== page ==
J. Michael Ramsey
Minnie N. Goldby Distinguished Professor of Chemistry
Chapman Hall 251
B.S. Chemistry, Bowling Green State University, 1974; Ph.D. Chemistry, Indiana University, 1979; Eugene P. Wigner Distinguished Postdoctoral Fellow, Oak Ridge National Laboratory, 1979; Research Staff, Oak Ridge National Laboratory, 1981; Group Leader, Oak Ridge National Laboratory, 1985; Alumnus of the Year, Department of Chemistry, Bowling Green State University, 1992; Founding Scientist, Caliper Technologies, Inc., 1995; Scientist of the Year Award, Oak Ridge National Laboratory, 1996; Discover Magazine Annual Technology Award, 1996; R&D 100 Award, Lab-on-a-Chip Technology, 1996; Corporate Research Fellow, Oak Ridge National Laboratory, 1997; Fellow, Optical Society of America, 1998; Alexander von Humboldt Award for Senior Scientist, 1999; Frederick Conference Capillary Electrophoresis Award, 2000; Desty Memorial Lecture, The Royal Institution, 2000; R&D 100 Top 40, Lab-on-a-Chip Technology, 2001; Energy@23 Award, 2001; A. J. P. Martin Gold Medal for Separation Science, 2001; Jacob Heskel Gabbay Award in Biotechnology and Medicine, 2001; Battelle Distinguished Inventor Award, 2003; Marcel J. E. Golay Award in Capillary Chromatography, 2003; ACS Division of Analytical Chemistry Award in Chemical Instrumentation, 2003; R&D 100 Award, μTrapMS, 2003; Federal Laboratory Consortium Excellence in Technology Transfer Award, 2004; Pittsburgh Analytical Chemistry Award, 2006; American Chemical Society Award in Chromatography, 2007; Fellow, American Institute for Medical and Biological Engineering, 2008, Fellow, American Chemical Society, 2011; The CASSS Award for Outstanding Achievements in Separation Science, 2012; Ralph N. Adams Award in Bioanalytical Chemistry, 2013; Member, National Academy of Engineering, 2014
We are interested in utilizing micro- and nanofabrication strategies to create devices that facilitate our abilities to gather chemical and biochemical information. Our motivations for fabricating devices include point of care clinical diagnostics, high-throughput biochemical experimentation, development of new types of chemical sensors, and understanding of transport mechanisms in nanoscale-confined spaces. The devices that we develop have application to drug discovery, health care, environmental monitoring, and basic research.
Many of our projects involve the microfabrication of fluidic networks that are used to perform biochemical assays. This area of research is often referred to as microfluidics, microchips, or Lab-on-a-Chip technology. We are presently interested in developing microfluidic devices for addressing clinical diagnostics, proteomics problems, and automated single cell assays. Proteomics is a term used to describe the understanding of the full complement of proteins expressed by an organism. A given type of cell will contain several thousand proteins and the task of identifying all proteins is a significant challenge. Traditional approaches to solving this problem involve the use of milligram quantities of protein and chemical separations that unfold over a period of days. We are pursuing microfabricated fluidics approaches to implementing multidimensional liquid phase separations that utilize nanogram to picogram quantities of materials with separations unfolding over a period of tens of minutes. The ability to perform electrospray ionization from microchips is also being developed to allow structural analysis via mass spectrometry of the isolated proteins.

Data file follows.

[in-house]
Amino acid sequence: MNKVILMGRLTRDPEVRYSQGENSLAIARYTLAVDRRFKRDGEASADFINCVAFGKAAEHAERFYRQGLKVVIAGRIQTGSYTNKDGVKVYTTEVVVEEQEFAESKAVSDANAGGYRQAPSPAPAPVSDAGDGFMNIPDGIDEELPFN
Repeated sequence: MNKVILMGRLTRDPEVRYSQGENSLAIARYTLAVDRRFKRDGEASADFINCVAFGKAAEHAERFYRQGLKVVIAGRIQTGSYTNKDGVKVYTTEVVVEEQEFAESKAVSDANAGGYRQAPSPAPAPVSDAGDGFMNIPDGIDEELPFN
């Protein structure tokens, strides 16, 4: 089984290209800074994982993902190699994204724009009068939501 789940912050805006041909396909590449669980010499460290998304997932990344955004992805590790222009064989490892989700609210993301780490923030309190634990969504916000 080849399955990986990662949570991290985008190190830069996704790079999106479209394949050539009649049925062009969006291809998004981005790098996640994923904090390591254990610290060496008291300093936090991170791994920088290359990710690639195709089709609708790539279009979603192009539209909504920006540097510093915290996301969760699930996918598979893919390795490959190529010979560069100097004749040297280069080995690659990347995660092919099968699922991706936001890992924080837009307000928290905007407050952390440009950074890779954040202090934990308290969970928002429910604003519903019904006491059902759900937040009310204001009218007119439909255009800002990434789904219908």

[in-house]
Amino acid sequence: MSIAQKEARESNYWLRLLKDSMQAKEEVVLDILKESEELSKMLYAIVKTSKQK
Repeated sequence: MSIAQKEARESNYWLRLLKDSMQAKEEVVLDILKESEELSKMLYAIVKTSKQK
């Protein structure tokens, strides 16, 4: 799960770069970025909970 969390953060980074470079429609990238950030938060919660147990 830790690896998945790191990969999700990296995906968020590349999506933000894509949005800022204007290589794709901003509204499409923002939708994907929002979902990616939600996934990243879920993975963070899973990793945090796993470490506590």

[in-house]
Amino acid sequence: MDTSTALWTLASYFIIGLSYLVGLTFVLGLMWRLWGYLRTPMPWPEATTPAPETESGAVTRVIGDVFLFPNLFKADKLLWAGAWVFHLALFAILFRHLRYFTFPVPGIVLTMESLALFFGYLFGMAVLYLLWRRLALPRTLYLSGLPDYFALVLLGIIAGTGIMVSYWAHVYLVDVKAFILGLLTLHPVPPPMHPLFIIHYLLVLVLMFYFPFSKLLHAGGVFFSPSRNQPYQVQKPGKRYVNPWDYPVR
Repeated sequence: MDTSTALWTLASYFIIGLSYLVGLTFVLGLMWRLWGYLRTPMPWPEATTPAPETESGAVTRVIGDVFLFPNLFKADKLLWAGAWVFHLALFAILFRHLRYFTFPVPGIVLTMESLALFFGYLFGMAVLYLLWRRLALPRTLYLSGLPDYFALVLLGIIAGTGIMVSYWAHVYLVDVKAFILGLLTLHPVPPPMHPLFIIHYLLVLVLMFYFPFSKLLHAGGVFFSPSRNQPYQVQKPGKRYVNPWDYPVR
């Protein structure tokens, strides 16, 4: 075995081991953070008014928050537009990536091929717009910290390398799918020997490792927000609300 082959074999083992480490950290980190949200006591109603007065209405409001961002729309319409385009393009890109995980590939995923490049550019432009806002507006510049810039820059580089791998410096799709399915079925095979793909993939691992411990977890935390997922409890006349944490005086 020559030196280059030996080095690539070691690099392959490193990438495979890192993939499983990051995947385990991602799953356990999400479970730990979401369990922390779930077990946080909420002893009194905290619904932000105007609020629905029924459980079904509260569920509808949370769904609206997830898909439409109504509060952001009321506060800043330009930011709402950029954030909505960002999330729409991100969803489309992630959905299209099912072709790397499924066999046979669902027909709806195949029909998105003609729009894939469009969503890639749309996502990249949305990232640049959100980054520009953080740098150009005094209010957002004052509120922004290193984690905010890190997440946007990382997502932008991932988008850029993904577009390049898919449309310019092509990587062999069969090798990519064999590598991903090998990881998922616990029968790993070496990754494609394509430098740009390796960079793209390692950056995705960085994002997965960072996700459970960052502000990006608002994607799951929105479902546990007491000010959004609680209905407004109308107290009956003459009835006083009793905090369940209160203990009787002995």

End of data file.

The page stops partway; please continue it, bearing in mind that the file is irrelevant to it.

Microfluidics devices are also being developed to autonomously manipulate single non-adherent cells, characterize them using flow cytometry techniques, lyse the cells and chemical analyze the cell contents utilizing chemical separations techniques. This automated approach allows high-throughput characterization at the single cell level so that statistics can be rapidly generated on cell heterogeneity. Through collaboration with Prof. Nancy Allbritton, UNC-CH, multiple kinase assays are being implemented on these devices to study cell signal transduction mechanisms.
More fundamental in nature is the study of molecular transport through conduits with nanometer scale dimensions, what we refer to as nanofluidics. We are studying both fluid and polymer transport through individual nanoscale conduits or pores that are top-down fabricated in hard materials such as glass, quartz, or silicon. We are attempting to further reduce lateral dimensions of channels and pores utilizing bottom-up strategies and interfacing molecular assemblies to features formed in hard materials. While this work is fundamental, understanding could lead to new methods for the separation and analysis of polymeric materials, new types of chemical sensors, or possibly technology that allows the structure of single polymer molecules to be determined, e.g., single molecule DNA sequencing.
We are also investigating the prospects of shrinking the size of conventional mass spectrometry by several orders of magnitude. Specifically we have been experimentally exploring the reduction in size of Paul-type ion trap mass analyzers and assessing their performance. Reduction in length scale of this type of mass spectrometer is particularly interesting because the mass resolution of the device does not fundamentally depend on its size. Microscale ion trap MS devices that are a factor of 40 smaller than conventional scale have been operated with no loss in mass resolving power. Microfabricated ion trap devices with fundamental length scales as small as 10 μm have been demonstrated. Smaller mass analyzers also allow operation at lower ion mean-free path, higher pressures. Mass spectra have been generated at pressures exceeding 1 torr, greatly reducing pumping requirements. Miniature mass spectrometers have application to problems such as environmental monitoring, chemical process control, and high-throughput laboratory analysis.